I'm new to DC motors. When we attach electrical loads to a DC motor, the shaft is harder to turn by hand. Is there a way to make it still easy to turn while there's an electrical load?

  • 1
    \$\begingroup\$ Are you asking about using a DC motor as a generator (a dynamo)? Can you edit your question to clarify? \$\endgroup\$
    – Transistor
    Sep 23, 2020 at 18:19
  • \$\begingroup\$ yes, there is ... use gears \$\endgroup\$
    – jsotola
    Sep 24, 2020 at 2:08

2 Answers 2


[Is] there a way to make it still easy to turn while there's electrical load?

No. This is due to a principle known as conservation of energy. You're using the motor backwards as a generator. (This is fine.) The generator is supplying electrical energy to the connected electrical load. This energy has to come from somewhere and it's coming from the mechanical energy used to turn the generator, which you are providing. (In turn, you're getting that energy from chemical energy in the food you eat.)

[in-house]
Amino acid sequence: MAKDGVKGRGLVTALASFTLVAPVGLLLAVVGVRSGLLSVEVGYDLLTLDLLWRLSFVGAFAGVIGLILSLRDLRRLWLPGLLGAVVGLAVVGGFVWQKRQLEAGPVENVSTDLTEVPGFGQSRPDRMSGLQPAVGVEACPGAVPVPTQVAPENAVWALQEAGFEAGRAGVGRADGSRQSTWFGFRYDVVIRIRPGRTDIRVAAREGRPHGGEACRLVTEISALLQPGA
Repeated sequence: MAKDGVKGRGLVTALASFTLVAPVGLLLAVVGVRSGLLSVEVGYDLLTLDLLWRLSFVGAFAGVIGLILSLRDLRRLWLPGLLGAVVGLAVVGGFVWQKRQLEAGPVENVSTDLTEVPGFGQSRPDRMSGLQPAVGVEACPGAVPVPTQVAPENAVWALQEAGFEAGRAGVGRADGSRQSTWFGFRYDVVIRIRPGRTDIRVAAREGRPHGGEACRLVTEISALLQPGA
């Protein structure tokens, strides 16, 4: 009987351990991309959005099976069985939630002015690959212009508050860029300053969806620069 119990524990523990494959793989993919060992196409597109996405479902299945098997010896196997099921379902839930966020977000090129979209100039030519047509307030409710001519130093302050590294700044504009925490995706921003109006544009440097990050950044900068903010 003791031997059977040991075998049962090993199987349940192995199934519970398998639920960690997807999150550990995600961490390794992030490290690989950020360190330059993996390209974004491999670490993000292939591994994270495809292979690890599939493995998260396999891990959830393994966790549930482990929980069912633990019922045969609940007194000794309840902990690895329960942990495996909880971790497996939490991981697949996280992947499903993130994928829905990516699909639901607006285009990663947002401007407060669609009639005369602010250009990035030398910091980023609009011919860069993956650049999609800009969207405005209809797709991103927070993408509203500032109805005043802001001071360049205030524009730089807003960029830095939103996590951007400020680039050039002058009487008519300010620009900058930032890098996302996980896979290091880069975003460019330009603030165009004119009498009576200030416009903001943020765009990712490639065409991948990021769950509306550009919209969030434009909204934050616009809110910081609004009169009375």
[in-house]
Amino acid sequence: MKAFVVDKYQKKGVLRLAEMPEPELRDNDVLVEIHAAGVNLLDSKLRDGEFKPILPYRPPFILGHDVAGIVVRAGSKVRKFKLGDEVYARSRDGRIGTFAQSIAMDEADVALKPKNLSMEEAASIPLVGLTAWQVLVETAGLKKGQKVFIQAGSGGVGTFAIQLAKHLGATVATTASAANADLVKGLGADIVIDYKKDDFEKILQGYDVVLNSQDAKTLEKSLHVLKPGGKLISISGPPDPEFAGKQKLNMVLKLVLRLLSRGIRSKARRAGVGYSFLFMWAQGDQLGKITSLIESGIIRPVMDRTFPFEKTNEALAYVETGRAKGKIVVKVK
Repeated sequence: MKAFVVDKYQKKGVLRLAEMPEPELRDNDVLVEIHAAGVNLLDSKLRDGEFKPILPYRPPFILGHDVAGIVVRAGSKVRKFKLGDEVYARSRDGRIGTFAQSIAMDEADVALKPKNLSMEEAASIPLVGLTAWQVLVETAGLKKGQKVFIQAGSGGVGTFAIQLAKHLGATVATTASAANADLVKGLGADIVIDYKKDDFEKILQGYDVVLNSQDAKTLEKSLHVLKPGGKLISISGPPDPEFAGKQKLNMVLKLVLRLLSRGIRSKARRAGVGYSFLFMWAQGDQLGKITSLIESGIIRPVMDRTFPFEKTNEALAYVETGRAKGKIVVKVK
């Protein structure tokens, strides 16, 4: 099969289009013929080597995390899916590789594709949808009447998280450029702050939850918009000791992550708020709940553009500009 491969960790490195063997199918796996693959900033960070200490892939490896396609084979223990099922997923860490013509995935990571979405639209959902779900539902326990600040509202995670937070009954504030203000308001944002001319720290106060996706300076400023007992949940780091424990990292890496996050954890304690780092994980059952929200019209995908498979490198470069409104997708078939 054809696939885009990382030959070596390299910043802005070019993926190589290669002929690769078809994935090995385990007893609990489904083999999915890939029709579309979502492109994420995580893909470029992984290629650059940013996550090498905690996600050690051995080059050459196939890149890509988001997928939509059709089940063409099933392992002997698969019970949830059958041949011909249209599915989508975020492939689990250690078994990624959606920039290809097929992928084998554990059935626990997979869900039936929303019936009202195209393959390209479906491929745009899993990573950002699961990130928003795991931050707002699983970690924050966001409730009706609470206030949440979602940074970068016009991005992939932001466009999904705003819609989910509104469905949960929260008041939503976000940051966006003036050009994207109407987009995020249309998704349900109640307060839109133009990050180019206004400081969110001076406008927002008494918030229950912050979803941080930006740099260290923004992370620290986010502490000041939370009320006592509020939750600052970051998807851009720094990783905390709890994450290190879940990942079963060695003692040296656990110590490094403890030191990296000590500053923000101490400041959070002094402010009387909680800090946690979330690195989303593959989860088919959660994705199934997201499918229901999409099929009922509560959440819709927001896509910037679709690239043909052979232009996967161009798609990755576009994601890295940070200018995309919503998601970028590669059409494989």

You should notice that as you connect more electrical load to the generator it becomes harder to turn, as you now need to supply more energy.


This is easy. Simply remove the magnetic field, and the rotor can spin with only bearing friction and windage. Of course, it won't deliver any electrical power to the load.

If it's a wound field motor like a "universal" motor (or a wound field alternator in a vehicle) you just need to disconnect power from the field winding.

If it's a permanent magnet motor...
Or reduce the load.
But if you're trying to make a generator produce electric power without consuming mechanical power, forget it.


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